Contractors Miffed

Carriers Can Solve AOB Crisis  This op-ed was written by Richard Diaz.  According to the article he is “a board member of the RAF and president of Cutler Cleaning and Restoration” a “restoration company specializing in restoring household items damaged by smoke, water or mold.”  It was curious to me that it referred to “household items” instead of clothes. My research did not reveal a company named Cutler Cleaning and Restoration. It revealed a company named Cutler Dry Cleaners and Clothing Restoration, which appears to be a Dry Cleaner that will do “remediation” on clothes damaged by smoke and/or water.

Complaints about Complaints

RAF “lashed” out at Patronis

Floridians need all the Facts

NOTE #4: To its credit, at least RAF shares its membership list—unlike FLARS whose attorney told me it wouldn’t do so and worse, that it wouldn’t even reveal how many members it had.

NOTE #5: One organization dominant in the AOB reform effort is the Florida Chamber of Commerce via the Consumer Protection Coalition (CPC).   Under the “googled” definitions above, neither the Chamber or the CPC are “fronts” in my opinion.  The CPC is clearly identified as affiliated with the Chamber, and the Chamber represents thousands of businesses across Florida.  The CPC is clearly identified as a non-profit AOB reform “advocacy” group consisting of hundreds of thousands of individuals and businesses that are members of diverse trade organizations.  Many are insurer or insurance agent trade groups.   But, notable among the balance are those that represent the majority of business’s often aligned with the anti-AOB reformers like contractors, water firms, roofers, public adjusters and so forth.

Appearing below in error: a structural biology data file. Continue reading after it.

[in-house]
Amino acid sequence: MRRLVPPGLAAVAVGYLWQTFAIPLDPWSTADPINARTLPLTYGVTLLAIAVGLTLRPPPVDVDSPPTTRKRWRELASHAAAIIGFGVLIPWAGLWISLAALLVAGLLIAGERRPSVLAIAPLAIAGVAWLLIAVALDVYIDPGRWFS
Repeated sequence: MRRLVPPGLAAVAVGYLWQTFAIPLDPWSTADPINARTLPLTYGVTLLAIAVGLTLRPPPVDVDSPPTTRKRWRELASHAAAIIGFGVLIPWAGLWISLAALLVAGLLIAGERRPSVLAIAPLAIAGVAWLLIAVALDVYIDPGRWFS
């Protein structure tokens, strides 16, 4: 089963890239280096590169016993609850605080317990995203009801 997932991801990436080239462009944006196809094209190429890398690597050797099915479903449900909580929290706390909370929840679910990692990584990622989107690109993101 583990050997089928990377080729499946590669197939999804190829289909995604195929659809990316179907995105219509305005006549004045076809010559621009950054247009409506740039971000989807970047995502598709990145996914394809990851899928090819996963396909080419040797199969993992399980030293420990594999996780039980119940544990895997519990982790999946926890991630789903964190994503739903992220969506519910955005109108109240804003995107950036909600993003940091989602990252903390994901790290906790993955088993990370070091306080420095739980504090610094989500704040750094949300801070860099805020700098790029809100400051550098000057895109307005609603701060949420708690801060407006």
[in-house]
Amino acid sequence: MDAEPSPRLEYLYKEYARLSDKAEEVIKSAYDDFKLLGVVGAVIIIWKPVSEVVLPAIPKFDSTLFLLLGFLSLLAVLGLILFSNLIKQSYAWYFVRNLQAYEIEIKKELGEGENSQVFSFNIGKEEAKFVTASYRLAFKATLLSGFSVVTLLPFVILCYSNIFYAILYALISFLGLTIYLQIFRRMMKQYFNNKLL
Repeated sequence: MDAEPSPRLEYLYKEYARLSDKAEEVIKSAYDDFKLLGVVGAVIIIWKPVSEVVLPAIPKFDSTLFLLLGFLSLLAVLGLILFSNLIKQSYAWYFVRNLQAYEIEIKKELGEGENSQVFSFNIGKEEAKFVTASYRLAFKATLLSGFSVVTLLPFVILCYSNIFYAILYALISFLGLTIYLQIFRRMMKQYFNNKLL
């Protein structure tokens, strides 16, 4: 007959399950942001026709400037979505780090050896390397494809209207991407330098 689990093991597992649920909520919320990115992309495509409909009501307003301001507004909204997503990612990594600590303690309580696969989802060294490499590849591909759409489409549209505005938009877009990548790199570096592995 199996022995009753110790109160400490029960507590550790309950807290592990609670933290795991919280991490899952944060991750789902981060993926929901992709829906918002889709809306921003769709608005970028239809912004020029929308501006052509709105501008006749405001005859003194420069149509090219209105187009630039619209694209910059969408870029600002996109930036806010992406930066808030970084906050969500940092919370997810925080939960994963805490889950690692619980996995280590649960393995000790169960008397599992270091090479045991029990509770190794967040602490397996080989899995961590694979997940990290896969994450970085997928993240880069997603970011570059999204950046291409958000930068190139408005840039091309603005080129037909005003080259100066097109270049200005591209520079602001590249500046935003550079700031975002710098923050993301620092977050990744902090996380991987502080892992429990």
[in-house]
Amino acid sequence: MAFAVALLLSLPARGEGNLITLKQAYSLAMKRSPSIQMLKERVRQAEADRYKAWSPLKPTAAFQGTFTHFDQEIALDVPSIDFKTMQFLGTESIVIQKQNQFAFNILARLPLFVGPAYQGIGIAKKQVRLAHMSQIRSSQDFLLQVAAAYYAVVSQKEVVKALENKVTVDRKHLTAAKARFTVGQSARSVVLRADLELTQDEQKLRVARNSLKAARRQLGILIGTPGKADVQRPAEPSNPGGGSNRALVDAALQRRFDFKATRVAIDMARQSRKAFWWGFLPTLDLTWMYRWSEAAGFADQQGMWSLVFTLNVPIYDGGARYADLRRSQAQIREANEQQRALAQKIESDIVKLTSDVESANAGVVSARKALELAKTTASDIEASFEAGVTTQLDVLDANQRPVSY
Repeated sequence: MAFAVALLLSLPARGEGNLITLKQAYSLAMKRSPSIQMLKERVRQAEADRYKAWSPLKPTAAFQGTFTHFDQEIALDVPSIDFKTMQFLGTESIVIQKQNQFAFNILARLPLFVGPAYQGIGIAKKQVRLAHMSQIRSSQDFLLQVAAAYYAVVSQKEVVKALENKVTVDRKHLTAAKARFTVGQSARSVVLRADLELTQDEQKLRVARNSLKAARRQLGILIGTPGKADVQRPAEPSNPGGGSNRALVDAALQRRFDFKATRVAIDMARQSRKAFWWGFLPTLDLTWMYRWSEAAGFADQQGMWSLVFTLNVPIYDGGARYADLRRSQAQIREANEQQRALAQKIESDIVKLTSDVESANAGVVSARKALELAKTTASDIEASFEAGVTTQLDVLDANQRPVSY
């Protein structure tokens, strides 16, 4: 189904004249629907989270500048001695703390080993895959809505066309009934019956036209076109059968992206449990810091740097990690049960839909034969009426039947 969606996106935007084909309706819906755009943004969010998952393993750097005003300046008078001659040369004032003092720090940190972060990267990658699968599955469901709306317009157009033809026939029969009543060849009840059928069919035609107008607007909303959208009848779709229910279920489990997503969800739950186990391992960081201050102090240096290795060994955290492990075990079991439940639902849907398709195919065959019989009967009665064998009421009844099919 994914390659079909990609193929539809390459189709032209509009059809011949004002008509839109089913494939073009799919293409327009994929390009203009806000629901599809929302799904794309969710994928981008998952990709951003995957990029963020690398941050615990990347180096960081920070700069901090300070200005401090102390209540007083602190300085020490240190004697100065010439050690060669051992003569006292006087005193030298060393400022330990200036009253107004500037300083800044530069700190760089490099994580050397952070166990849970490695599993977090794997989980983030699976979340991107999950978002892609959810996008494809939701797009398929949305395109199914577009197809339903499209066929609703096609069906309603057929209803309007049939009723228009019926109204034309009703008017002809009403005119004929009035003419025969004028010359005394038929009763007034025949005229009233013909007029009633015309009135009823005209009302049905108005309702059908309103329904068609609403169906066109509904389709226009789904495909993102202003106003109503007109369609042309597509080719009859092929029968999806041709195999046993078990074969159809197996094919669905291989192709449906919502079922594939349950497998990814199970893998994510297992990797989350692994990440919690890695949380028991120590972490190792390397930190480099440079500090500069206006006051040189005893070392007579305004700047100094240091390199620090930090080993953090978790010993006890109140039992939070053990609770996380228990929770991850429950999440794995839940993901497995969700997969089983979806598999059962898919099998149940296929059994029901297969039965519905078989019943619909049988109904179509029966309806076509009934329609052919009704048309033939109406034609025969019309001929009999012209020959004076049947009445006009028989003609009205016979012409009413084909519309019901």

The CPC’s diverse non-profit association members includes, for example: Associated Building Contractors, the Florida Bankers Association, The Florida Realtors Association, The Florida Retail Federation and a public adjuster organization called the Council of Property Claims Professionals, Inc (CPCPI).  Hardly insurer “lapdogs”.  There are also  private water firms who do not use AOB that are CPC members.  See the CPC’s press release regarding RAF’s Town Hall Meeting and whether it represents Florida’s restoration contractors.

Dave DeBlander sent me a response to my rebuttal of his op-ed which you can read here.

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  1. I’m a member of FLARS. Been a member for 2 years. I’m not speaking for them but I can post a few thoughts/comments of my own in response to this article.

    I believe that the position of most FLARS members is that there is AOB abuse. And that the AOB abuse is bad for the restoration industry as a whole, bad for homeowners and bad for carriers.

    As a result of going public with the position that there is AOB abuse, many FLARS members quit to join RAF who of course does not take this position. Which I’e no doubt is okay with the remaining members. Bigger is not necessarily better.

    SB122 is going to be law once the governor signs. That will root out many bad contractors. Such legislation is good for the rest of us … how many that is … I’ve no idea!

    The major problem I see with SB122 is that it requires that only the independents must comply with industry standards but this does not apply to Managed Repair Program contractors. In my experience, you have just as many bad contractors doing work for Carriers as there are bad independents so the MRP contractors should also have to comply with current standards.

    I forecast that litigation now will change direction and plaintiff attorneys will sue Carriers on behalf of homeowners for paying for substandard work. For example paying for dry-out work that leaves mold in the walls. Not sure at all that SB122 will reduce litigation overall but should help reduce the number of bad emergency service contractors.

    Time will tell. Of course Carriers can require that their MRP contractors also comply with industry standards rather than simply asking them if they do. This would be easy to do by having independent assessors perform post mitigation inspections per IICRC S500-2015. I’m moderately optimistic that this will be happening.

    Gary Rosen, Ph.D.